A new gateway building at the historic entrance to the University of British Columbia’s (UBC) Point Grey campus will reflect UBC’s reputation as a world class university.
Designed by Perkins & Will’s Vancouver practice in collaboration with the firm’s Denmark studio, Schmidt Hammer Lassen, the 25,000-square-metre (270,000-square-foot) health science academic and research building will symbolize the university’s commitments and transform the arrival experience for students, staff, and visitors.
Targeting completion in 2024, the building will co-locate the School of Nursing, School of Kinesiology, Integrated Student Health Services, and components of UBC Health and Language Sciences, strengthening academic programs through opportunities for collaboration. A mix of spaces range from wet and dry labs, clinical spaces, lecture theatres and classrooms, gym and fitness facilities, as well as office and administrative functions.
“At this landmark site, UBC seeks to demonstrate its commitments to its relationship with the Musqueam host nation, zero carbon design, fiscal responsibility, and advancing academic excellence in health and well-being”, says Gerry McGeough, director of planning and design at UBC. “While the project is still being refined, the Perkins & Will and Schmidt Hammer Lassen team have clearly risen to the challenge of weaving these multiple aspirations into a compelling facility and design that is fitting for the gateway to our campus.”
The project centres around a design that considers diverse needs—from students, faculty, and staff to members of the greater community that represent all ages—through clear and accessible circulation paths, inclusive washrooms and change rooms, and comfortable and inviting spaces that incorporate natural materials. A generous public plaza and landscaping will invite people into the public space that flows throughout the building.
“Creating a comfortable, inviting building for everyone to enjoy was an important design goal for our team”, says Jana Foit, principal at Perkins & Will. “We focused on creating high quality spaces with ample daylight, access to views outside, and warm and natural materials to fulfill UBC’s commitment to acknowledge the unceded territory of the Musqueam, sustainability, and health.”
Acting on UBC’s commitment to Indigenous reconciliation, the project aims to acknowledge the host nation’s past and current presence and serves as a catalyst and model for future Musqueam engagement on campus. The design intends to express commonalities between Musqueam values, culture, and learning and the UBC Gateway environmental and wellness goals. The building will offer a generous, naturally-lit, welcoming environment for human comfort, and take inspiration from traditional Musqueam building materials and design. The building will be set in a landscape that considers the site-specific ecology, and the role of the land beneath the pavement and its plant life in supporting human wellness and learning.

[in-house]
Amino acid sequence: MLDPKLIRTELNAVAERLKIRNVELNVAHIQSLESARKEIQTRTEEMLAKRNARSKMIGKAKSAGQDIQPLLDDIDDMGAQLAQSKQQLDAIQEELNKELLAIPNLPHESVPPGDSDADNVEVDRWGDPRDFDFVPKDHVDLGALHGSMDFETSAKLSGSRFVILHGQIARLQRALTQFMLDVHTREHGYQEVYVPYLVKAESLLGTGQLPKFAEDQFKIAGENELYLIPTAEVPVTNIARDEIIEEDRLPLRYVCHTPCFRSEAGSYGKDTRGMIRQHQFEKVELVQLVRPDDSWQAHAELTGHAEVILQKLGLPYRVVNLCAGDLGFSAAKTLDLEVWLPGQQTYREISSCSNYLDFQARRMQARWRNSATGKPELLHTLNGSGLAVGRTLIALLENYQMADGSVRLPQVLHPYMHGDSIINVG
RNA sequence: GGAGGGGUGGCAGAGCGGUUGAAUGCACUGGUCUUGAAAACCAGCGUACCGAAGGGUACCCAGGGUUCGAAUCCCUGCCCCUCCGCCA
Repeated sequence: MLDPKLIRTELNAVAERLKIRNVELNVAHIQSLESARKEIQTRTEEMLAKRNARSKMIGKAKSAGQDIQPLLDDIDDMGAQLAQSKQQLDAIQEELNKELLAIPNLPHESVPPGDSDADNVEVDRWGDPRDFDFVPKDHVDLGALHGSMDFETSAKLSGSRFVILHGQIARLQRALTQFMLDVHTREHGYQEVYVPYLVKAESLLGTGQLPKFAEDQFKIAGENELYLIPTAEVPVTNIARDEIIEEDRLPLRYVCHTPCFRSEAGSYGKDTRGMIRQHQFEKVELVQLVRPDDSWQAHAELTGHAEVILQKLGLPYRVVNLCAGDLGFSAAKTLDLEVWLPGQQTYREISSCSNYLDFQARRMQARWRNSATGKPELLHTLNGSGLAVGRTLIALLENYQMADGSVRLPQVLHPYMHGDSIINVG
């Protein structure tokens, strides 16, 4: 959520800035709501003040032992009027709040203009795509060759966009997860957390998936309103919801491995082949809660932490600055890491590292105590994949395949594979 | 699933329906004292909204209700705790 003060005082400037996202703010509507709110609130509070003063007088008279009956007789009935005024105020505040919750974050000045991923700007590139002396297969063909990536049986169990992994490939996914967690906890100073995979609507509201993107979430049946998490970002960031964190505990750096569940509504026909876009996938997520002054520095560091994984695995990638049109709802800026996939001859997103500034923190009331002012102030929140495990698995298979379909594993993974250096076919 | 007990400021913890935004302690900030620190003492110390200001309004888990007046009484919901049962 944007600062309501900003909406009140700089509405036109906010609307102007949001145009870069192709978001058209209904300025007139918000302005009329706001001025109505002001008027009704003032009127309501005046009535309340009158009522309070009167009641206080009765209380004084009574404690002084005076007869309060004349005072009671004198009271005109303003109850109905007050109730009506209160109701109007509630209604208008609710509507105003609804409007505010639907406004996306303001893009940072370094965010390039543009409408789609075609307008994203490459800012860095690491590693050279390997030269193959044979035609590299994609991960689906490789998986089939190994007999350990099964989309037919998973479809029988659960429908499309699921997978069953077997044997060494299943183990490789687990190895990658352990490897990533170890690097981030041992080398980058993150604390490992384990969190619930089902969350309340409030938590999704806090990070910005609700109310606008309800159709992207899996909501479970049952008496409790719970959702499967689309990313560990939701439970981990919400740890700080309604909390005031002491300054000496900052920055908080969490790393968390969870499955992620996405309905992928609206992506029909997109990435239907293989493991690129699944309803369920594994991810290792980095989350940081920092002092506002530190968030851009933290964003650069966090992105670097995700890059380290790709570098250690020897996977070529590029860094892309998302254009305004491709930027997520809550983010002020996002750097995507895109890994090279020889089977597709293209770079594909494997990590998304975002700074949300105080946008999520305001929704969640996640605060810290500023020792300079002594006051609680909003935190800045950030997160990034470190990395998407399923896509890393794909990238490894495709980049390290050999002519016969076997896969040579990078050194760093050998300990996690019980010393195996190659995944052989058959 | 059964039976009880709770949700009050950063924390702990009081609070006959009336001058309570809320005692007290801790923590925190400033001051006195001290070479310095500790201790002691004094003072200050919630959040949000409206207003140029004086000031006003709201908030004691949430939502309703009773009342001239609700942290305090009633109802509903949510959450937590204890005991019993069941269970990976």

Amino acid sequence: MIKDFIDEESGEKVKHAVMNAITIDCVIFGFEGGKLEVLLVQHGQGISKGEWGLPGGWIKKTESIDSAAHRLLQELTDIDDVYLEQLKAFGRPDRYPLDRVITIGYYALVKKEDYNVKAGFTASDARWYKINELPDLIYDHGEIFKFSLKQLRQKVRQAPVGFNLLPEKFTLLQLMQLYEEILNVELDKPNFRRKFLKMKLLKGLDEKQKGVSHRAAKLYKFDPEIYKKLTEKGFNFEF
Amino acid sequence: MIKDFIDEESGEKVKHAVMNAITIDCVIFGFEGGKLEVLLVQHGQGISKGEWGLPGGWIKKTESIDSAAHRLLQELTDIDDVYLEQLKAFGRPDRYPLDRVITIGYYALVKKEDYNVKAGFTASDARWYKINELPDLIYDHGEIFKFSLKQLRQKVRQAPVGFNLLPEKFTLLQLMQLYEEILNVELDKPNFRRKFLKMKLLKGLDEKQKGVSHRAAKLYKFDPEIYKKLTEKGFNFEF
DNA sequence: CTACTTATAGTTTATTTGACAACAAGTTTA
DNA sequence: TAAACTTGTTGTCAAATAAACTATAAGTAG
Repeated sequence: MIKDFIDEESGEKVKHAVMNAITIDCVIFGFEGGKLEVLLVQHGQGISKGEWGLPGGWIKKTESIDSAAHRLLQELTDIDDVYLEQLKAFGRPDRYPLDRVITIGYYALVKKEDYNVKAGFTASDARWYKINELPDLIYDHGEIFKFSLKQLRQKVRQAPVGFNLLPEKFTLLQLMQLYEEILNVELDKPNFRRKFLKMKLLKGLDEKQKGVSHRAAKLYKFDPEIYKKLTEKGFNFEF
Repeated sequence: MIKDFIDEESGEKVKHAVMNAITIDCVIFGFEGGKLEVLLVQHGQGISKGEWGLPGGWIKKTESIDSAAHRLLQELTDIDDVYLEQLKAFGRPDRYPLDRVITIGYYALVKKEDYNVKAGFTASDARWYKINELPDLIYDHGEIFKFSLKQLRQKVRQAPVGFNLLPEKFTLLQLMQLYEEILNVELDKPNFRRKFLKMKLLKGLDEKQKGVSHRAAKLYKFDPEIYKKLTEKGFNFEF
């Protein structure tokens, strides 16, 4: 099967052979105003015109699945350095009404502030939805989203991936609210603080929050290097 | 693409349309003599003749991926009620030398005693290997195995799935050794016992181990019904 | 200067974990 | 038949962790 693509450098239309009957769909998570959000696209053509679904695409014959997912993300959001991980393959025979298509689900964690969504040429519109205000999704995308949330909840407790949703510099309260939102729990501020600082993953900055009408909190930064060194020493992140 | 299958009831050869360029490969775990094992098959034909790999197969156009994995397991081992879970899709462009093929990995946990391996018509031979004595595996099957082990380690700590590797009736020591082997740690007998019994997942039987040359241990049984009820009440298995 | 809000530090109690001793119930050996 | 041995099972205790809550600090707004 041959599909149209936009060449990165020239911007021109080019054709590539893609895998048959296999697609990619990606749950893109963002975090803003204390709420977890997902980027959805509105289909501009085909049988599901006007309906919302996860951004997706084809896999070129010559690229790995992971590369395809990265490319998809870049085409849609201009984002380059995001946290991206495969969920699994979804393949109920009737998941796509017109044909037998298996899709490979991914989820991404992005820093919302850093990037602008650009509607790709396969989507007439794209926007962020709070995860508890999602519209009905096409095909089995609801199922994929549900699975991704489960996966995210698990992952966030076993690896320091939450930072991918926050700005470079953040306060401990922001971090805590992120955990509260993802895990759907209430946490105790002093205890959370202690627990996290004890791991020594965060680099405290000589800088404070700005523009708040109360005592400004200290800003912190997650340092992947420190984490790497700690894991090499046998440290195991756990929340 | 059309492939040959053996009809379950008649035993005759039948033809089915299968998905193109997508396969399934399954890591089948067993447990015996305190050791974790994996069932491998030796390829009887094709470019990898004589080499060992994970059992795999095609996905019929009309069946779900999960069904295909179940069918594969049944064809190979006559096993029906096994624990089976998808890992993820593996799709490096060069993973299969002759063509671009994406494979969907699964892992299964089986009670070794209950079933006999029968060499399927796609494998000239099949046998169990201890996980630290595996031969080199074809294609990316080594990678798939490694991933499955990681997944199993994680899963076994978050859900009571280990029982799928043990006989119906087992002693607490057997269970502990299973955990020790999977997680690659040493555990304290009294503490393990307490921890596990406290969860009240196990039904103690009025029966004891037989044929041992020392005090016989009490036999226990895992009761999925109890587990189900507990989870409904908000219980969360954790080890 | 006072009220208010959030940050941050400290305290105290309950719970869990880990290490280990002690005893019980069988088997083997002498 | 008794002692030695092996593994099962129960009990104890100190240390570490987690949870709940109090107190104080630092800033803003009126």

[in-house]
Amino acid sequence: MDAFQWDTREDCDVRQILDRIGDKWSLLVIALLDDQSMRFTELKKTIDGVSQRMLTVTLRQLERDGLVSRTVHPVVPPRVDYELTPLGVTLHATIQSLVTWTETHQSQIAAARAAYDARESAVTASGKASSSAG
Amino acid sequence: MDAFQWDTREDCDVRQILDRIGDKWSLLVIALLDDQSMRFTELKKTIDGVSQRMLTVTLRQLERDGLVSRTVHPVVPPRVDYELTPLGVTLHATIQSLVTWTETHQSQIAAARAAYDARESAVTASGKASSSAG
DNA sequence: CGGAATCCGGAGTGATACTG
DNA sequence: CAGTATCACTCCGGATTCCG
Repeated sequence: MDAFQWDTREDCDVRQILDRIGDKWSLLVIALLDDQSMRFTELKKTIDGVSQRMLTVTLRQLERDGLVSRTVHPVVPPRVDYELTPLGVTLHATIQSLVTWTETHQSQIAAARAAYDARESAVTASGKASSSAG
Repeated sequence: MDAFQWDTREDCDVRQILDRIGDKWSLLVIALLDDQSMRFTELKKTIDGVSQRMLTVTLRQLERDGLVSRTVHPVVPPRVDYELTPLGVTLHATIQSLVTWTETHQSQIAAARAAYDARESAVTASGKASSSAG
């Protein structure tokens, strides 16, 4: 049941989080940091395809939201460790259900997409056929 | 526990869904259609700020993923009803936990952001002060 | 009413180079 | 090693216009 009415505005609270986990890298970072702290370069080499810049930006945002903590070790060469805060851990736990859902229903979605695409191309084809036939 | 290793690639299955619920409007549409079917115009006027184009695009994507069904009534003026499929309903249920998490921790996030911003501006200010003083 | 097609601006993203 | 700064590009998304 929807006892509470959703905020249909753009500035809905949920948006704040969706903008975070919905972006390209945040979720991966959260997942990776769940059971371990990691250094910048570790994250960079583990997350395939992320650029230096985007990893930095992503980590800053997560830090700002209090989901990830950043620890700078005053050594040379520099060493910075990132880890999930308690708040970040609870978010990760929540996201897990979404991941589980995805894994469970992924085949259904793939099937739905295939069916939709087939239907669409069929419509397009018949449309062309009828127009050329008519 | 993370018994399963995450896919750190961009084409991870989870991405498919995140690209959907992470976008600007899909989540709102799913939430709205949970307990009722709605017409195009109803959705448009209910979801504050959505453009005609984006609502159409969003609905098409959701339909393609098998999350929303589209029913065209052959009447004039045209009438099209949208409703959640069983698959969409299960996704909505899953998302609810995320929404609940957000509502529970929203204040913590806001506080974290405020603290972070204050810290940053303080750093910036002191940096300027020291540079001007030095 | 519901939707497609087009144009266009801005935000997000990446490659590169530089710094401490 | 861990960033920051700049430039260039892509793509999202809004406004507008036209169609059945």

The Perkins & Will team incorporated the university’s commitment to support healthcare, health promotion, and well-being into the building design. For example, a central daylight-filled six-storey atrium with large interconnecting stairs reaching from the basement to the upper floors encourages physical activity. Conceived as an extension of the public realm and the social heart of the building community, the atrium’s open layout and visible central spaces will help to foster interdisciplinary collaboration—nurturing health-focused innovation and research. Extensive windows on the ground floor will provide an immediate connection to the landscaped outdoor environment. In addition, the project will use nontoxic materials and finishes.
The Gateway building supports UBC’s sustainability goals and commitments and aims to be the university’s first building to meet the Canada Green Building Council’s (CaGBC) Zero Carbon Building Standard, which includes passive design strategies such as a high-performance envelope, high efficiency mechanical systems, and reduced embodied carbon. It is also targeting a minimum of LEED v4 Gold certification.
As a way to lower the embodied carbon of the project, the design team has proposed using exposed mass timber for the building’s structure. Timber also promotes health and wellness through its biophilic properties. Representative of traditional and Indigenous building materials, wood also provides a warmth that would help create a welcoming entry to campus.